As a negotiator, whenever the MLB trade deadline approaches, I pay attention! After all, negotiation is all about trading — giving something of lesser value in return for something of greater value. During trading season, general managers from all over baseball are looking to better their teams by doing just that. For some, it’s about winning this season; for others, it’s about winning in a future season. Regardless, the trade deadline forces ball clubs to make decisions about the direction in which they’re headed. I often wonder if having a trade deadline would help in our everyday negotiations?
The MLB trade deadline was created to ensure fairness. According to popular sources, it was implemented about a century ago as a result of the New York Yankees and (then) New York Giants using their financial advantages to tilt the playing field to their advantage by coercing other teams to trade players throughout the season. While the date has shifted over the years (from mid-June to, now, the end of July), the intention is still the same: to promote fairness and force teams to make decisions about their current competitiveness and future needs. With all teams forced to make the same decisions at the same time every year, one thing is certain: trades will happen.
Let’s apply this approach to the world of negotiation. Many negotiations are time-bound, like renewing a contract before it expires or getting a deal done before you head out on vacation. Oftentimes, though, those timelines are fungible. What if they weren’t? What if we put strict deadlines into place that required us to get a deal done by a certain time, just like the MLB does?
Part of the power of deadlines has to do with what psychologists call “goal gradients.” The closer we get to our goals, the more motivated we get. So, having a trade deadline could propel us to get a deal done, particularly in the waning hours of the negotiation. Therefore, setting a deadline might be very powerful either for negotiators who tend to procrastinate or for deals that lack a sense of urgency.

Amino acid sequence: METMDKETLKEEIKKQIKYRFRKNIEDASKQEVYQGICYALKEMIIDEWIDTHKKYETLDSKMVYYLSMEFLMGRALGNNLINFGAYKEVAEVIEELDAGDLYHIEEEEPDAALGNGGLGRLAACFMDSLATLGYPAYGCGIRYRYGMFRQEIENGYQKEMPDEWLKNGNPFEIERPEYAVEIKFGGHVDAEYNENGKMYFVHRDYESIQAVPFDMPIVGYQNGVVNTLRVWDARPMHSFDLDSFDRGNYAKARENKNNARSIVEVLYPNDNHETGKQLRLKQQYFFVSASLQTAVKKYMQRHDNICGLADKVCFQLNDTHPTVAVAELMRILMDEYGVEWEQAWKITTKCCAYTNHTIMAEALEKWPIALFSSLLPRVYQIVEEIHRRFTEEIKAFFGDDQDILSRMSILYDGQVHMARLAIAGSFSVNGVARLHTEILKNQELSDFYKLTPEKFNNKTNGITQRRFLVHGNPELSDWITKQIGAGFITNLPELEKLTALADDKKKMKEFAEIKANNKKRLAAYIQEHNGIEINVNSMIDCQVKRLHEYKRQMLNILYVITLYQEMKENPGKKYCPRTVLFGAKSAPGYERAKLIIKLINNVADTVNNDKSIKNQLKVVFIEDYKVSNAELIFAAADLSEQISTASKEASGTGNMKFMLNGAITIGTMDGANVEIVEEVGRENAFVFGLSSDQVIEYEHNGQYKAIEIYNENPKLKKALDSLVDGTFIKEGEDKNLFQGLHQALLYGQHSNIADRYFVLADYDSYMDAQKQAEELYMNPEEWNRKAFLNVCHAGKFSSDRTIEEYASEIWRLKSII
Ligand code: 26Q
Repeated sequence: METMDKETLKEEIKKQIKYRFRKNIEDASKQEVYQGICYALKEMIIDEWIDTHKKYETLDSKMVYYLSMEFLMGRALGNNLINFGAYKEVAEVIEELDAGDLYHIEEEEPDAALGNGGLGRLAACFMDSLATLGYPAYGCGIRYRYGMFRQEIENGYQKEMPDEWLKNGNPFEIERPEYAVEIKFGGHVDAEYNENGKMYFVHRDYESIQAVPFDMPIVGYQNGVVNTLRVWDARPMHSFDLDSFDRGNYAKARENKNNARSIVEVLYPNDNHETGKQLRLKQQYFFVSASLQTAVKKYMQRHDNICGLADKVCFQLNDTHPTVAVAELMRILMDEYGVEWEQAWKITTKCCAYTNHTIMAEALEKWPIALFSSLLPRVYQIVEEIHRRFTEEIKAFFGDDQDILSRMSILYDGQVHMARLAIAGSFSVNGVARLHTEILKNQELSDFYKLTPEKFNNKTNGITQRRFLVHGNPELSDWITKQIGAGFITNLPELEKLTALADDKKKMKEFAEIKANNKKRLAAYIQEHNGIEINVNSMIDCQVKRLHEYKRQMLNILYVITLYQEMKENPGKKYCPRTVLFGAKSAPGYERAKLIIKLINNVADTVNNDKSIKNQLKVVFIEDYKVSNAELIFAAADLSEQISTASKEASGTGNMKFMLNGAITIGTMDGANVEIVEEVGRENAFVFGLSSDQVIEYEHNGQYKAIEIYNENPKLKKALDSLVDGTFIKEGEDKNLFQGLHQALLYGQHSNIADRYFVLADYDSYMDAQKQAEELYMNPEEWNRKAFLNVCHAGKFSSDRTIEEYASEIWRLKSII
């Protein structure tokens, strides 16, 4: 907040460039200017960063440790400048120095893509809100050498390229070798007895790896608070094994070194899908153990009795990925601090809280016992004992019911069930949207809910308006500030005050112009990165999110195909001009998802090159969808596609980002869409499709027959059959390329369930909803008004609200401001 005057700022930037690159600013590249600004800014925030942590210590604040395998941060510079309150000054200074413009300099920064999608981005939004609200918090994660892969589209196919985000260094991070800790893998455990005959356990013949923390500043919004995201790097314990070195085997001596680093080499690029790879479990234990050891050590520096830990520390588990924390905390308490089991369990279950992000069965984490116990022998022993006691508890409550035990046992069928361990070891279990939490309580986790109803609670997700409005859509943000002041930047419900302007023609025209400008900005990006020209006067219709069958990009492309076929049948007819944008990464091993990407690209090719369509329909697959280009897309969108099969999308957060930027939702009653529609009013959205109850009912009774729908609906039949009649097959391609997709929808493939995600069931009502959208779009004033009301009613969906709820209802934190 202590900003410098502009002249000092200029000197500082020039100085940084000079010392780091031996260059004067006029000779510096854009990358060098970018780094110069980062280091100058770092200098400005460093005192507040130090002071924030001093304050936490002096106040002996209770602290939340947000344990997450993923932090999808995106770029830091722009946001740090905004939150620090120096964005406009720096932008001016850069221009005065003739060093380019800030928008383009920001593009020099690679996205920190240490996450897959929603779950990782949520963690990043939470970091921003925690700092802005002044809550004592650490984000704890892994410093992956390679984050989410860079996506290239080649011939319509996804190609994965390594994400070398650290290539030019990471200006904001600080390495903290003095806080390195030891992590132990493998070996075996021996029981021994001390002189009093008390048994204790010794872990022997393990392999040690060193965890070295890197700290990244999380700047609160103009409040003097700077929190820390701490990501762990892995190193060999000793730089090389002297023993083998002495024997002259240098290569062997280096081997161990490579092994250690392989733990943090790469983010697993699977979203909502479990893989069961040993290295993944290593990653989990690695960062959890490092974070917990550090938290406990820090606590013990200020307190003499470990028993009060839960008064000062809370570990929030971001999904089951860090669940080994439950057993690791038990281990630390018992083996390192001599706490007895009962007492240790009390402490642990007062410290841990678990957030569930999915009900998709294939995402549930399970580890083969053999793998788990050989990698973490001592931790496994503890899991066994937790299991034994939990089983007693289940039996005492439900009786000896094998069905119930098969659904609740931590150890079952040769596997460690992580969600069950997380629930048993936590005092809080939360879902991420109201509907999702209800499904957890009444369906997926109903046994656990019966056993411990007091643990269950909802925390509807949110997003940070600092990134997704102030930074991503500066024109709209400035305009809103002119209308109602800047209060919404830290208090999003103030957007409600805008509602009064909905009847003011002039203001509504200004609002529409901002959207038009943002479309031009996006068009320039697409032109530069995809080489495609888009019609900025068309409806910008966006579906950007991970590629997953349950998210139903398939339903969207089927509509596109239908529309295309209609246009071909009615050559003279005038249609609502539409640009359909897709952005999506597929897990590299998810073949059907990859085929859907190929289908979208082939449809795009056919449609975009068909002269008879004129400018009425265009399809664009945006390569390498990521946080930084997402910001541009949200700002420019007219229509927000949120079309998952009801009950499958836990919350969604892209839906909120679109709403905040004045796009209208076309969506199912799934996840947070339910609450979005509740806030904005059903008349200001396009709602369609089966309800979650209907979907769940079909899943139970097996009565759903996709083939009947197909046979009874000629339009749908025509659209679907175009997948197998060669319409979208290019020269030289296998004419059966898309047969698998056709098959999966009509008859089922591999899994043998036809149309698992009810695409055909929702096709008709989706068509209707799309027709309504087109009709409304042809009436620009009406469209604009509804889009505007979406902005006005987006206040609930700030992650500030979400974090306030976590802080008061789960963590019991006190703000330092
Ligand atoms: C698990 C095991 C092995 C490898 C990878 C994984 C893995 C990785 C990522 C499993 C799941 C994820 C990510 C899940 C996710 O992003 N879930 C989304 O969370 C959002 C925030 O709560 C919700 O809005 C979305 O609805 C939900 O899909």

Another theory is that as deadlines approach, we focus more, eliminating distractions. Essentially, the closer we get to the end of something, the more we adopt a “might as well finish it” attitude. Keeping a deadline in play can help negotiators stay focused, letting the momentum of the deal carry them through until the end. Compare that to a deal with no end in sight, which may actually cause it to stall or even wither away.
Psychologists also found that externally imposed deadlines can improve intrinsic motivation. In a number of experiments in which certain groups were given tasks with deadlines and others had the same tasks with no deadlines, the groups with no deadlines would lose interest and not complete the tasks. (This is probably why teachers give due dates for homework!) Imposing a deadline in a negotiation could be helpful when one party is not as interested in the outcome — the deadline can help improve their interest and intrinsic motivation to complete the negotiation.
If you’re in a negotiation and struggling with . . .
. . . then try establishing your own trade deadline to help all parties get the deal done.
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About the author:
Sure, we could whip up a snappy bio about Brian’s experience as an entrepreneur, business owner, and Fortune 500 executive. While we’re at it, we could go on for an afternoon about his 20 years in marketing and advertising, developing brilliant consumer-engagement strategies for the likes of Google, Amazon, Samsung, Virgin Mobile, Microsoft, and Sony. But knowing Brian, he’d rather we not. Instead, he’d likely ask us to focus on something else — namely, other people ...